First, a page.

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US News MPs to be allowed to breastfeed in Commons chamber

06:01  31 january  2020
06:01  31 january  2020 Source:   news.sky.com

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Breastfeeding is currently banned on the green benches, despite a report in 2016 calling for it to be considered as part of a review of parliamentary rules. Asked at a Westminster lunch whether he would allow feeding to take place in the Commons chamber and committee rooms, he replied: “My

Baroness Boothroyd ruled that breastfeeding was not allowed in the Commons chamber in 2000 when she was speaker. But Sir Lindsay said he The new Commons Speaker said during a speech at a Press Gallery lunch in Parliament that ' MPs haven't always been the best employers of their staff'

a woman holding a baby: Breastfeeding is to be permitted in the House of Commons chamber. File pic © Getty Breastfeeding is to be permitted in the House of Commons chamber. File pic

Decades of parliamentary tradition are to be swept away after the new Commons Speaker Sir Lindsay Hoyle lifted a ban on women MPs breastfeeding in the chamber.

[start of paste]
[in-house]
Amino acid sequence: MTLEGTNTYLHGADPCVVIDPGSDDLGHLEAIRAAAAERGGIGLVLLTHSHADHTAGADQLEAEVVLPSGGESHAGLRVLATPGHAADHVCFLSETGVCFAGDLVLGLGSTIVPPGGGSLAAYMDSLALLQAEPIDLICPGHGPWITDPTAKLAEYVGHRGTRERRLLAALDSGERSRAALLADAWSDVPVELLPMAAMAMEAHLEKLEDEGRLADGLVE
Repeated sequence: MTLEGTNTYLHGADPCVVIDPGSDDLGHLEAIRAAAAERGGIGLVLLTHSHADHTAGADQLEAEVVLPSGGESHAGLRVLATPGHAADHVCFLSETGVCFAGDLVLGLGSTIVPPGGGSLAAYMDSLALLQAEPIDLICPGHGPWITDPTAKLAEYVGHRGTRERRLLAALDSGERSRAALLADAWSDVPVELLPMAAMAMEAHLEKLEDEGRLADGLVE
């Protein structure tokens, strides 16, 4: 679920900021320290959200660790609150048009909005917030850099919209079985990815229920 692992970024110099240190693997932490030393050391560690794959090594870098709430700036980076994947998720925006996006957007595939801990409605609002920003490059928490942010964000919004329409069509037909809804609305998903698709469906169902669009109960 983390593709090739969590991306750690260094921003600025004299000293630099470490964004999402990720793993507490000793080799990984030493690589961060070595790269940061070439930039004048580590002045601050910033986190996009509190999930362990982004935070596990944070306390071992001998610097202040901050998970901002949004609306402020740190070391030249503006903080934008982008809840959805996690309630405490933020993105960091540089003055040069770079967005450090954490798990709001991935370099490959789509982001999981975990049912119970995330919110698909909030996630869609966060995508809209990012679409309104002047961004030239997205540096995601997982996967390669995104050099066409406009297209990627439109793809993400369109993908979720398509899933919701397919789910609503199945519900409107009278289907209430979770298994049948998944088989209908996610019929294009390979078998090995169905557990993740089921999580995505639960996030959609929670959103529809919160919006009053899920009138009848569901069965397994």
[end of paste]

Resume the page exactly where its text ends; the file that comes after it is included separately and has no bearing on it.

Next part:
"I'm of the view there isn't a policy," said Sir Lindsay, responding to questions from parliamentary journalists at Westminster. "My view is, it is up to the woman."

"I think it would be wrong for me as a man to dictate on that policy. If it happens, it happens. I wouldn't be upset by it, let's put it that way."

His landmark ruling overturns an edict issued in 2000 by the first woman Speaker of the Commons, Betty Boothroyd, which was upheld by her successors Michael Martin and John Bercow.

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She also argues that MPs should be allowed to breastfeed in the House of Commons chamber . Former Speaker John Bercow carried out a review in 2017 to make the Commons more family friendly, but no specific policy was brought in on whether breastfeeding should be permitted.

Breastfeeding in parliament is a controversial issue in many countries, and lawmakers have been criticised for taking their babies to sessions. Last year a group of MPs in the UK called for a ban on new mothers breastfeeding their babies in the House of Commons chamber to be overturned.